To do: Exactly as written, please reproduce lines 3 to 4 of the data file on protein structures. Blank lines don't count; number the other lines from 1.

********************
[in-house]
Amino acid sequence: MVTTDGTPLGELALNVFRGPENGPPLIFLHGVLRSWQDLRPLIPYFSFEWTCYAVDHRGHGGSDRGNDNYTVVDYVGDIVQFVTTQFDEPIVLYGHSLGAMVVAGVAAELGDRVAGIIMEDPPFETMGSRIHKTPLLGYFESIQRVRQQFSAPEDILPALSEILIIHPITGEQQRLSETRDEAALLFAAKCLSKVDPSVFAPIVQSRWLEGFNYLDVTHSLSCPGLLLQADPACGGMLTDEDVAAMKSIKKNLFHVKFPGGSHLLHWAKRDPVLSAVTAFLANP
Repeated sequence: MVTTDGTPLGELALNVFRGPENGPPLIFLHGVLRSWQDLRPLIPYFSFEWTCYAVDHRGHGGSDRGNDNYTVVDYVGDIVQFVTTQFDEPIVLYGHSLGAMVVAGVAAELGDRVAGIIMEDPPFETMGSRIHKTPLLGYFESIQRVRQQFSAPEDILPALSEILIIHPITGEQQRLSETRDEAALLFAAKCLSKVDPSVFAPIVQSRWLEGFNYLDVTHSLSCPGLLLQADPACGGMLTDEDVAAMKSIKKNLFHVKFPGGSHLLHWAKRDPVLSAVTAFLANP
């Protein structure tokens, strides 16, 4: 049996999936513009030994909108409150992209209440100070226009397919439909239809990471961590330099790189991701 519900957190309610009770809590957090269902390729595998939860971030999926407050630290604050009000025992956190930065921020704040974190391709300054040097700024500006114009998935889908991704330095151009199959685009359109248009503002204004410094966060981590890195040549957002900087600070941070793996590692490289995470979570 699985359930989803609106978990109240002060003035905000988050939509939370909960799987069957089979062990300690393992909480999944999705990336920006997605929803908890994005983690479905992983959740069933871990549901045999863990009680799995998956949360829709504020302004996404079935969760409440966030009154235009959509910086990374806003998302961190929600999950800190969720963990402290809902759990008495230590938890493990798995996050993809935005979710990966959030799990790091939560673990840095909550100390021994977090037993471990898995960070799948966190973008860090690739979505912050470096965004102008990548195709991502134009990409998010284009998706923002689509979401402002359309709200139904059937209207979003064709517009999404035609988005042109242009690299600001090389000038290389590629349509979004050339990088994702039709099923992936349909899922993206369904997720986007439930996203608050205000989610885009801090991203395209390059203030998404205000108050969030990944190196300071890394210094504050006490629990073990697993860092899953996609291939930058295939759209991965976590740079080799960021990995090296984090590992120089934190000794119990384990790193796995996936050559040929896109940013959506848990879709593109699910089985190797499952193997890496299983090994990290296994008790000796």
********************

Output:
Repeated sequence: MVTTDGTPLGELALNVFRGPENGPPLIFLHGVLRSWQDLRPLIPYFSFEWTCYAVDHRGHGGSDRGNDNYTVVDYVGDIVQFVTTQFDEPIVLYGHSLGAMVVAGVAAELGDRVAGIIMEDPPFETMGSRIHKTPLLGYFESIQRVRQQFSAPEDILPALSEILIIHPITGEQQRLSETRDEAALLFAAKCLSKVDPSVFAPIVQSRWLEGFNYLDVTHSLSCPGLLLQADPACGGMLTDEDVAAMKSIKKNLFHVKFPGGSHLLHWAKRDPVLSAVTAFLANP
């Protein structure tokens, strides 16, 4: 049996999936513009030994909108409150992209209440100070226009397919439909239809990471961590330099790189991701 519900957190309610009770809590957090269902390729595998939860971030999926407050630290604050009000025992956190930065921020704040974190391709300054040097700024500006114009998935889908991704330095151009199959685009359109248009503002204004410094966060981590890195040549957002900087600070941070793996590692490289995470979570 699985359930989803609106978990109240002060003035905000988050939509939370909960799987069957089979062990300690393992909480999944999705990336920006997605929803908890994005983690479905992983959740069933871990549901045999863990009680799995998956949360829709504020302004996404079935969760409440966030009154235009959509910086990374806003998302961190929600999950800190969720963990402290809902759990008495230590938890493990798995996050993809935005979710990966959030799990790091939560673990840095909550100390021994977090037993471990898995960070799948966190973008860090690739979505912050470096965004102008990548195709991502134009990409998010284009998706923002689509979401402002359309709200139904059937209207979003064709517009999404035609988005042109242009690299600001090389000038290389590629349509979004050339990088994702039709099923992936349909899922993206369904997720986007439930996203608050205000989610885009801090991203395209390059203030998404205000108050969030990944190196300071890394210094504050006490629990073990697993860092899953996609291939930058295939759209991965976590740079080799960021990995090296984090590992120089934190000794119990384990790193796995996936050559040929896109940013959506848990879709593109699910089985190797499952193997890496299983090994990290296994008790000796």